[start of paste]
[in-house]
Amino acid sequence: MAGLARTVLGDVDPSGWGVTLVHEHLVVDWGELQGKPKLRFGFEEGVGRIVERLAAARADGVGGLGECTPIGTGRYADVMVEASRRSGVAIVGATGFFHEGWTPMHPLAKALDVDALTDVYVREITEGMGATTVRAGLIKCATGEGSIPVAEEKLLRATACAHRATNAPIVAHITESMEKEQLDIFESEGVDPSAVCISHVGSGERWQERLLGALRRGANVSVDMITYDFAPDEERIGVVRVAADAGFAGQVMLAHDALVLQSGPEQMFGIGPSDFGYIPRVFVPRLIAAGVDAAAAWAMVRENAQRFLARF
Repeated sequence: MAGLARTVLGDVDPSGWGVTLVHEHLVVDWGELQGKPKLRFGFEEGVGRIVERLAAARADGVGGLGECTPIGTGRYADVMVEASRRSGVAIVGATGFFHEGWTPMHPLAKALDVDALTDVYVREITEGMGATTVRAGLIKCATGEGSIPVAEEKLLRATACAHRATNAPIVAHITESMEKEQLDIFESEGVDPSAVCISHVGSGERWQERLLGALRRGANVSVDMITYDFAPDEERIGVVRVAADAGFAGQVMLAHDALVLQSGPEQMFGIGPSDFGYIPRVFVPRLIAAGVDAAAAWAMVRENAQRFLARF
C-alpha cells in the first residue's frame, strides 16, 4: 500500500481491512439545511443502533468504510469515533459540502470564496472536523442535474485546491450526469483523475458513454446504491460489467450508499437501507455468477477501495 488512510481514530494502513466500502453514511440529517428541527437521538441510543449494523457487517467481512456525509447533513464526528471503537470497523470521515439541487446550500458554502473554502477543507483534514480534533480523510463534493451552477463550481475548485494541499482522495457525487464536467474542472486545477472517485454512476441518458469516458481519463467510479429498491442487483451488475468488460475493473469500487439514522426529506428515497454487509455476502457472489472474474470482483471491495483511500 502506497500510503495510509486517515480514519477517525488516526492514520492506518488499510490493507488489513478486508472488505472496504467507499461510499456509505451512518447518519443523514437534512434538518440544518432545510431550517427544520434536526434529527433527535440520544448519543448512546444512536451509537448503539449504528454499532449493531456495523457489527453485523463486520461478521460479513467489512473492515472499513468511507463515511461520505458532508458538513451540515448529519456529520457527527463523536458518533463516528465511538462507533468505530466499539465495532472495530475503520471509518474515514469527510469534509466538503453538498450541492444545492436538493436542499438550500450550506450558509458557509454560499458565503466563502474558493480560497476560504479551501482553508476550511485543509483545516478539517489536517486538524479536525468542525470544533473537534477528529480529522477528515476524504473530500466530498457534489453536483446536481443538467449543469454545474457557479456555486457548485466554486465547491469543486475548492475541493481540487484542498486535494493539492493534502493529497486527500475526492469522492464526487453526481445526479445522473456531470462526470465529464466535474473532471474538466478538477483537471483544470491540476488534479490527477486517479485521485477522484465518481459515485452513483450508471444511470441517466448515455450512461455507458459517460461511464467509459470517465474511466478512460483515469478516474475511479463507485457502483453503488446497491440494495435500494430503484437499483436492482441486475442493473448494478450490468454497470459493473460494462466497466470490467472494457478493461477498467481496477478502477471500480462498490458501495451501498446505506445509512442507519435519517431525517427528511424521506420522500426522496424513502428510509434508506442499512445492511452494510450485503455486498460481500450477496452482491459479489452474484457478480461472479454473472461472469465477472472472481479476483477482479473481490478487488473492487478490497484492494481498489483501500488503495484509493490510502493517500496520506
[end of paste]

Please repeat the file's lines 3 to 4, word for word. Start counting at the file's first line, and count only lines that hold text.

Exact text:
Repeated sequence: MAGLARTVLGDVDPSGWGVTLVHEHLVVDWGELQGKPKLRFGFEEGVGRIVERLAAARADGVGGLGECTPIGTGRYADVMVEASRRSGVAIVGATGFFHEGWTPMHPLAKALDVDALTDVYVREITEGMGATTVRAGLIKCATGEGSIPVAEEKLLRATACAHRATNAPIVAHITESMEKEQLDIFESEGVDPSAVCISHVGSGERWQERLLGALRRGANVSVDMITYDFAPDEERIGVVRVAADAGFAGQVMLAHDALVLQSGPEQMFGIGPSDFGYIPRVFVPRLIAAGVDAAAAWAMVRENAQRFLARF
C-alpha cells in the first residue's frame, strides 16, 4: 500500500481491512439545511443502533468504510469515533459540502470564496472536523442535474485546491450526469483523475458513454446504491460489467450508499437501507455468477477501495 488512510481514530494502513466500502453514511440529517428541527437521538441510543449494523457487517467481512456525509447533513464526528471503537470497523470521515439541487446550500458554502473554502477543507483534514480534533480523510463534493451552477463550481475548485494541499482522495457525487464536467474542472486545477472517485454512476441518458469516458481519463467510479429498491442487483451488475468488460475493473469500487439514522426529506428515497454487509455476502457472489472474474470482483471491495483511500 502506497500510503495510509486517515480514519477517525488516526492514520492506518488499510490493507488489513478486508472488505472496504467507499461510499456509505451512518447518519443523514437534512434538518440544518432545510431550517427544520434536526434529527433527535440520544448519543448512546444512536451509537448503539449504528454499532449493531456495523457489527453485523463486520461478521460479513467489512473492515472499513468511507463515511461520505458532508458538513451540515448529519456529520457527527463523536458518533463516528465511538462507533468505530466499539465495532472495530475503520471509518474515514469527510469534509466538503453538498450541492444545492436538493436542499438550500450550506450558509458557509454560499458565503466563502474558493480560497476560504479551501482553508476550511485543509483545516478539517489536517486538524479536525468542525470544533473537534477528529480529522477528515476524504473530500466530498457534489453536483446536481443538467449543469454545474457557479456555486457548485466554486465547491469543486475548492475541493481540487484542498486535494493539492493534502493529497486527500475526492469522492464526487453526481445526479445522473456531470462526470465529464466535474473532471474538466478538477483537471483544470491540476488534479490527477486517479485521485477522484465518481459515485452513483450508471444511470441517466448515455450512461455507458459517460461511464467509459470517465474511466478512460483515469478516474475511479463507485457502483453503488446497491440494495435500494430503484437499483436492482441486475442493473448494478450490468454497470459493473460494462466497466470490467472494457478493461477498467481496477478502477471500480462498490458501495451501498446505506445509512442507519435519517431525517427528511424521506420522500426522496424513502428510509434508506442499512445492511452494510450485503455486498460481500450477496452482491459479489452474484457478480461472479454473472461472469465477472472472481479476483477482479473481490478487488473492487478490497484492494481498489483501500488503495484509493490510502493517500496520506